State Capitol file

Advocate staff photo of the Louisiana State Capitol

State senators unanimously voted to put strict limits on prosecutors’ ability to jail victims of sexual assault or domestic violence who are reluctant or unwilling to testify against their attackers.

The proposed legislation, Senate Bill 146, is intended to curb the use of so-called material witness warrants to arrest and jail survivors in a bid to ensure their appearance on the witness stand.

State Sen. JP Morrell, the measure’s author, called it “an abhorrent practice” that “re-traumatizes” victims of rape or abuse.

Morrell, a New Orleans Democrat, had initially proposed a blanket ban on arresting and jailing sexual assault or domestic violence victims under a material witness warrant. But he revised to allow the practice if a judge deems it “absolutely necessary” and “after all other remedies have been exhausted in order to prevent further victimization and trauma to the victims.”

Under the revised legislation, a district attorney would have to argue a victim’s testimony is essential to the prosecution and detail previous efforts made to get a victim’s voluntary cooperation. Judges would also be required to consider bail, an ankle monitor or other alternatives before jailing a victim.

The revisions came after opposition from the state’s influential district attorneys, who defended the practice as necessary in some rare cases and argued against a total ban.

Arrests of victims in sexual assault or domestic violence cases would only happen under a “very limited” set of circumstances, Morrell said, and require a “much lengthier process” to obtain a judge’s approval.

Morgan Lamandre, the legal director of Sexual Trauma Awareness and Response (STAR), a Louisiana nonprofit that supports survivors of sexual trauma, negotiated the revisions the bill.

Lamandre said her group opposes jailing victims on material witness warrants but, given the resistance from the state’s prosecutors, a compromise was preferable to “the bill dying and there be no protections for survivors.”

The practice of jailing victims has provoked particularly intense controversy, especially in New Orleans, where District Attorney Leon Cannizzaro’s use of material witness warrants to coerce testimony from crime victims has been drawn condemnation from victims groups and the New Orleans City Council.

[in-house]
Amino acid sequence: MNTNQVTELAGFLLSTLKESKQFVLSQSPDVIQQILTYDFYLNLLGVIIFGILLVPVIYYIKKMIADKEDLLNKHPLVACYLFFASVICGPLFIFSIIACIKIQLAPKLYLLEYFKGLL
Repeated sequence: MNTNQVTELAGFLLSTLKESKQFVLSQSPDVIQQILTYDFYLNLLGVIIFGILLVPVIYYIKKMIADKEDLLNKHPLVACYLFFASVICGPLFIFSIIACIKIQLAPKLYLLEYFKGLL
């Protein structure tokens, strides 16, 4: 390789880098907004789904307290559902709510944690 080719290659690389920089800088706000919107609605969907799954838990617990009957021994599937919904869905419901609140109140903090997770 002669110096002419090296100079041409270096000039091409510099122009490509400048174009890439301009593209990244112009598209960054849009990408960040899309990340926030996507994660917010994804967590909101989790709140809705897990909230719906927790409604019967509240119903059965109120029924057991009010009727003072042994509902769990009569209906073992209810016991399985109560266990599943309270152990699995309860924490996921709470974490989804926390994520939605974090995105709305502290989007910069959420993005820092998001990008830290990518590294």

A report two years ago from Court Watch NOLA, a watchdog and advocacy group, found Cannizzaro’s office jailed at least two victims of sexual abuse or domestic violence in 2016 in an effort to force them to testify, including a woman who’d accused a man of rape and was jailed for a week.

Morrell cited another New Orleans case on the Senate floor where a woman who’d been abused by her spouse was jailed after refusing to testify in court out of fear for her life. The woman, Morrell said, ended up spending more time in jail than her abuser.

Cannizzaro has defended the practice and blasted his critics, declaring in February that banning the practice would “embolden sex offenders and domestic abusers to intimidate, threaten and harass their victims into avoiding courtroom testimony.”

Plaquemines District Attorney Charles Ballay told senators while testifying against the bill at a Senate committee hearing last month that the original proposal was “unanimously opposed” by the state’s prosecutors.

Ballay, the current president of the Louisiana District Attorneys Association, argued prosecutors should have the ability to have survivors of rape and domestic violence arrested to compel their testimony in some circumstances.

Courts have used material witness warrants to jail victims of other types of crimes, such as shootings, and reluctant eyewitness in an effort to ensure their appearance in court. But its use in cases of rape, sexual abuse and domestic assaults has caused particular outrage.

New Orleans Councilwoman Helena Moreno, a Democrat and former state lawmaker, testified in favor of Morrell’s bill last month, arguing the best way to entice a victim to testify is by offering necessary services, not by threatening to toss her in jail, a practice she called “cruel.”

The New Orleans City Council in February called the practice “barbaric” while unanimously endorsing its prohibition.

“It’s not the perfect outcome but it’s much better than where we are today,” Moreno said the compromise legislation that would still allow victims to be jailed in rare cases.

Advocate staff writer Sam Karlin contributed to this report.


Follow Bryn Stole on Twitter, @BrynStole.